Trans-Siberian Trains: Mongolian Dreams

Off your typical backpacking circuit, arriving in Mongolia at dawn via Train 362 was shock to the system. For starters, our epic border crossing meant that I had only slept a total of 3 hours. Bleary-eyed and gazing around the chaos and noise of Ulaanbaatar’s train station after the stoicism of Russia proved jarring indeed: cars and minivans competed for space in the small lot, parking haphazardly in circles or squares and stuffing themselves into any space possible. Buuz (steamed meat dumplings) sellers were screaming for attention, competing against the many men yelling “taxi? taxi?” and popping themselves into our frame of vision with gusto. The scene was no different from the chaos of many other cities I’ve visited along the way, but after several weeks in Russia, it was certainly an adjustment.

Mongolia after the Trans Siberian Trains

Mongolia after the Trans Siberian Trains

Sandwiched between two powerhouses that occupied (and pillaged) its resources and manpower, Mongolia is like nothing I’ve ever experienced. When, in the 15th century, the Manchus united with the Mongols to create the Qing dynasty, Mongolia’s decline kicked into overdrive, oppressed and exploited by Manchu Rule. From 1644 until 1911, when the Manchu dynasty crumbled, Mongolia was under Chinese rule, and despite the Soviet rule that followed (from 1915 on), Mongolians save their bitterness and anger for the Manchus. Under Stalin, some 30,000 Mongolians were killed (most lamas) and the USSR’s influence within the country gathered strength throughout the mid to late 1900s.

When the Soviet Union unspooled in 1990, Mongolia became, as Lonely Planet puts it, “a de-colony by default.” Once liberated, Mongolia was declared (and has remained) a democracy, but without the large Soviet subsidies paid to keep it “buffering” between China and the USSR, Mongolia tumbled into further poverty. Too poor to mine and process the raw metal and materials within the country, Mongolia’s economy collapsed with its totalitarianism.

Mongolia remains attractive to foreign investors and aid because of its stable democratic government (minus a blip in 2008 where the opposition party burned down its opponent’s headquarters, killing five) and favorable investment laws. Nonetheless, the infrastructure of the country and its lack of basic roads, plumbing and running water, make it one of the poorest countries in Asia.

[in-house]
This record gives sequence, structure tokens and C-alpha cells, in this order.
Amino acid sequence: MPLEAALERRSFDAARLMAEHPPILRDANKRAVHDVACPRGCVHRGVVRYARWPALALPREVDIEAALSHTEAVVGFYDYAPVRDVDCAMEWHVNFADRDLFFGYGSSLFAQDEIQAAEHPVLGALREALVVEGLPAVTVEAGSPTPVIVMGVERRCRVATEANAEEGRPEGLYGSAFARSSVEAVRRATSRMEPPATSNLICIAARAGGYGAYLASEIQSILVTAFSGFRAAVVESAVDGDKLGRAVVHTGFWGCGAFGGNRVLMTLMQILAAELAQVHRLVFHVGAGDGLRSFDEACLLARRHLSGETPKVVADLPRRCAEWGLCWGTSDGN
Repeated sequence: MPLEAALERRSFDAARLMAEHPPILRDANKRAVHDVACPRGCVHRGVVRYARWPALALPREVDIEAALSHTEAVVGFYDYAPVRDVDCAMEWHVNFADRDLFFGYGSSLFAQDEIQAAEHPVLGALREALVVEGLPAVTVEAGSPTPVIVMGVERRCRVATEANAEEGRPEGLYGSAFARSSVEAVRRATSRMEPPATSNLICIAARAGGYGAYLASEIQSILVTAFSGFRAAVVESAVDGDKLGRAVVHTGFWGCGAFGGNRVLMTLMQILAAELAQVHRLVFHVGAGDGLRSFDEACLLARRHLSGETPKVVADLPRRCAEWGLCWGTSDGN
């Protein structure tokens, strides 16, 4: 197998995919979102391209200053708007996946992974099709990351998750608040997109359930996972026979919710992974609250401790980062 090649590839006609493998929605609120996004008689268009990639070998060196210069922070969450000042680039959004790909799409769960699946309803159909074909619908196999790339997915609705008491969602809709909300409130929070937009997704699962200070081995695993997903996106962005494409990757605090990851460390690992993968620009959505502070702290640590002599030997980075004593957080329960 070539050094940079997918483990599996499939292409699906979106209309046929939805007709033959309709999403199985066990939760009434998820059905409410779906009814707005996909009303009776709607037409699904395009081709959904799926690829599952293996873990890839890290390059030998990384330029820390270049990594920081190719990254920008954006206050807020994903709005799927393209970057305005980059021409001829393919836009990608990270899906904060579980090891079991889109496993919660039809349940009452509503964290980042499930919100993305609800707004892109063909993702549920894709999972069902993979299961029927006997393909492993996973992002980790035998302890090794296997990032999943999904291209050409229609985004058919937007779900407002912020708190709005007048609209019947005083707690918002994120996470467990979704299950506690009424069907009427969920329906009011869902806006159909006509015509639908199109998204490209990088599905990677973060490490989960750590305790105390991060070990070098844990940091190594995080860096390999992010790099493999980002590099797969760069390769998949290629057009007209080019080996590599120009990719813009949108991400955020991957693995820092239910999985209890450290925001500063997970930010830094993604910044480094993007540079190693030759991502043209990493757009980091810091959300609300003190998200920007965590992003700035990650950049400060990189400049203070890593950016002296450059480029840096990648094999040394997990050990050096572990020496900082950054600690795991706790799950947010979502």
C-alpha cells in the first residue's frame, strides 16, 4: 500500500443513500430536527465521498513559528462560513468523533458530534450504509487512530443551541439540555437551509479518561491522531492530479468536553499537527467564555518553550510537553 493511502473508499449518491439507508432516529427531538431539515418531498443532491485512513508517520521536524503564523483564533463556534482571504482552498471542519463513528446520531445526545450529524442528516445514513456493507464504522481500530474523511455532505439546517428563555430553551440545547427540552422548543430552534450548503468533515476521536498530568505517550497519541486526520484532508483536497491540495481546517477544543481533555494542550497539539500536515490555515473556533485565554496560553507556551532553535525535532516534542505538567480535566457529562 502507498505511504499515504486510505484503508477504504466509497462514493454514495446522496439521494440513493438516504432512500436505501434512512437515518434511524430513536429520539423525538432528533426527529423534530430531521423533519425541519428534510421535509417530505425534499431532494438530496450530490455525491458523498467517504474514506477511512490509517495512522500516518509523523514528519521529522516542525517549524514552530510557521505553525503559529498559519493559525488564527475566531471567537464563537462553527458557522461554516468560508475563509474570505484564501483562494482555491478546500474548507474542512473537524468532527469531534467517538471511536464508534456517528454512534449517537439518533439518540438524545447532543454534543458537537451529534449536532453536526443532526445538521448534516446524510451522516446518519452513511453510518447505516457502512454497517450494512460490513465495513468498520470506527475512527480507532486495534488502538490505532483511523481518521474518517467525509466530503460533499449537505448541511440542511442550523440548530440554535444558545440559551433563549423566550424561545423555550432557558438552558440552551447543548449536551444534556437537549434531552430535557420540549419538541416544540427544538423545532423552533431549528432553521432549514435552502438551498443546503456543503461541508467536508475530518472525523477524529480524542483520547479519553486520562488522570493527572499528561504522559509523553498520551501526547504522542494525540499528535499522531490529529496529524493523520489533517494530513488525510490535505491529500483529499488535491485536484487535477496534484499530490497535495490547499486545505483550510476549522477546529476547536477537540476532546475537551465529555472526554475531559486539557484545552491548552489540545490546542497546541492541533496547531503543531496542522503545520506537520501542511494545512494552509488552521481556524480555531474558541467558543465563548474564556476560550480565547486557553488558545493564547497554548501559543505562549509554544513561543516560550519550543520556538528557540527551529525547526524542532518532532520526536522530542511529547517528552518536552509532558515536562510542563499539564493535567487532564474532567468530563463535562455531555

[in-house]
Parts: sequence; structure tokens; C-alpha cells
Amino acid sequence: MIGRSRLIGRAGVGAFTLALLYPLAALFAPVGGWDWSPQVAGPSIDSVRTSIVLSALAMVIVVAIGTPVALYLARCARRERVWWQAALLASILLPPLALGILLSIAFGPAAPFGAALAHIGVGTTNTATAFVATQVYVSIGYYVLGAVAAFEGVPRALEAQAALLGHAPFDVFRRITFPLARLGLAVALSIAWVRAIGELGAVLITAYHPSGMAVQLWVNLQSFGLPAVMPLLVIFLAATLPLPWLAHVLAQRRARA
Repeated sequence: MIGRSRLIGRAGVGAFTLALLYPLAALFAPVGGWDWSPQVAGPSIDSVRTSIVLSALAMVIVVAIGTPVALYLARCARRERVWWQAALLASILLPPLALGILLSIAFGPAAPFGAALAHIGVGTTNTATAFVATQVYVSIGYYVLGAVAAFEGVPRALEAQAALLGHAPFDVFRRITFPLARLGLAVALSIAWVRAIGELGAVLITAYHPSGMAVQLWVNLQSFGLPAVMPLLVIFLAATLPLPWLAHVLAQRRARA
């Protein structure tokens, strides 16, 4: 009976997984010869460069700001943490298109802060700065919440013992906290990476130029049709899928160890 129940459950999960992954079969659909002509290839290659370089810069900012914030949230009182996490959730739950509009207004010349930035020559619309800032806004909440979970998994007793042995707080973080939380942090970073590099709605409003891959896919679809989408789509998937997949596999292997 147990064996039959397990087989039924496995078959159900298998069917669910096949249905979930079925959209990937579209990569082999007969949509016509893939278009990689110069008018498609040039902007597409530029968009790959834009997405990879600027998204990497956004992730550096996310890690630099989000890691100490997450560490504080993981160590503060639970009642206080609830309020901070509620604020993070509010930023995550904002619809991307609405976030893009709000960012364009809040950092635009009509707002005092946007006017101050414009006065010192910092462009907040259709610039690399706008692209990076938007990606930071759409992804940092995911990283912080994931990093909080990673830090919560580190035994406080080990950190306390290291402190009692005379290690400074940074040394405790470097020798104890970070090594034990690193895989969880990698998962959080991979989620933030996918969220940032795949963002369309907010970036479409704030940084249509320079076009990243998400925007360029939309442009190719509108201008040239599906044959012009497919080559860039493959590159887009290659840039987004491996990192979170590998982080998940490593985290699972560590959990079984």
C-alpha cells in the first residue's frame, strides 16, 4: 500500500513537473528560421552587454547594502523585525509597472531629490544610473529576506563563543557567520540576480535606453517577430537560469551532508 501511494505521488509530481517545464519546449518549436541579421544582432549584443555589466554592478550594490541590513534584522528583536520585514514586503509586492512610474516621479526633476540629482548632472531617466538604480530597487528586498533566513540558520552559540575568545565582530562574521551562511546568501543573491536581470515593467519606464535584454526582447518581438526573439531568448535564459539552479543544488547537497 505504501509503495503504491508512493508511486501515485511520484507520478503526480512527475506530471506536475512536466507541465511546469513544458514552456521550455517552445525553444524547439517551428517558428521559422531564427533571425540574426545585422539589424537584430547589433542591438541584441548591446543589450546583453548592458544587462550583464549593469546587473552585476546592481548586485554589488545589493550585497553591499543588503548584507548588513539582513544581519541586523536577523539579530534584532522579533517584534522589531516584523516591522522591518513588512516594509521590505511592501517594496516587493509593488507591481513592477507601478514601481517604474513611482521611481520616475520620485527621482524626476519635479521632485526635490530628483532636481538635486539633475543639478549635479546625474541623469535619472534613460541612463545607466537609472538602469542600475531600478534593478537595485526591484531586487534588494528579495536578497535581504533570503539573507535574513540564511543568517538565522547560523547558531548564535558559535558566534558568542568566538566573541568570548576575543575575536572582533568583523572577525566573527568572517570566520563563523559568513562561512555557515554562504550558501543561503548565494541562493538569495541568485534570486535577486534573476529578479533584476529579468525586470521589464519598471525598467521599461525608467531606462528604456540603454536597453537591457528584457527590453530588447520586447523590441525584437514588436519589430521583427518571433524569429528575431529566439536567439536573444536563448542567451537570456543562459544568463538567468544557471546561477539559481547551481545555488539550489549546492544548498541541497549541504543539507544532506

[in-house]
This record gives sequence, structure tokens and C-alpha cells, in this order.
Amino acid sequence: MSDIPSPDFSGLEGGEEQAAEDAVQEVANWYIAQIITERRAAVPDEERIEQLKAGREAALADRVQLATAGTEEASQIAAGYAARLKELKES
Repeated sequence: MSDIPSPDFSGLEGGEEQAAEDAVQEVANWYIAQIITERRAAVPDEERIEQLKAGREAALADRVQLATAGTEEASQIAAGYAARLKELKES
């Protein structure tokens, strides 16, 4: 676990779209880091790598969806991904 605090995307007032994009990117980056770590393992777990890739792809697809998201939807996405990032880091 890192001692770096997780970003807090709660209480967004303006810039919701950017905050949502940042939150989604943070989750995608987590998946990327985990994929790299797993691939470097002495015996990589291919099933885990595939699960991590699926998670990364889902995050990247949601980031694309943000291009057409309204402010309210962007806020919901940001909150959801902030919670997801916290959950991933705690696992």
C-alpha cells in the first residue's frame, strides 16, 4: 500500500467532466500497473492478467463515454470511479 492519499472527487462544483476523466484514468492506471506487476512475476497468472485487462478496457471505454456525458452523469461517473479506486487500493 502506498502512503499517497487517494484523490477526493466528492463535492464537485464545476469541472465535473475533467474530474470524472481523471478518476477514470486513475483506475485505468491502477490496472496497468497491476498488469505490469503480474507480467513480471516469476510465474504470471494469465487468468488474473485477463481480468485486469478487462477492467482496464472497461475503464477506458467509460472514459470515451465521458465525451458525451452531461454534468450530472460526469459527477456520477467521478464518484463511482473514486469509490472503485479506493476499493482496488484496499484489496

You only need to look outside the gates of the dirty, jumbled capital to see the contrast in action: filthy sheep and goats roam hungrily on the thin strip of grass between the roads leading out of Ulaanbaatar, urged along by a nomadic shepherd dressed in tattered traditional wear. Go out of the city a bit further, and the infrastructure all but disappears: the roads are in such poor shape that we needed to off-road it 8 hours to the nomadic family where we were staying, with nothing for hours but sky and land and the occasional soom (small village). It was a stunning drive, punctuated by huge, roaming herds of sheep and goats, grazing in perfect harmony, and the steady gallop of horse herds criss-crossing the Gobi desert, but I was shocked at how bad the roads really were.

Ulaanbaatar

Outside of Ulaanbaatar

Of course, Mongolia wasn’t always this poor.

As the country that flung the Hans, the Turks and the fiery Mongol warriors into the world, the scale of Mongolia’s empire stretched between continents and numbered in the hundreds of millions. Officially founded in 1206 by Chingghis Khan, born Temujin, Mongolia saw a stratospheric rise to power with the Mongol empire, followed by a catastrophic fall when its rulers (Chingghis Khan long dead by then) became too greedy to manage what they had wrought. Since Mongolia was a nomadic society from its inception, there are few tangibly historic “sites” to visit. What’s left of Karakorum is encapsulated within the Harhorin’s Erdene Zuu monestary: a lone stone turtle statue, the only vestige from Khan’s Royal Court. As a result, understanding Mongolia necessarily requires you to breathe in its overwhelmingly grand history, marvel at the many rules and mores that still govern modern life and sit for hours in the silence of the Gobi, with the sky looming closer than you’ve ever seen. Horse culture is so deeply ingrained that it is inseparable from other aspects of Mongolian existence and Mongolians have a deep-seeded, formal respect for the land and its abilities – degrading or altering the landscape is considered blasphemous to most.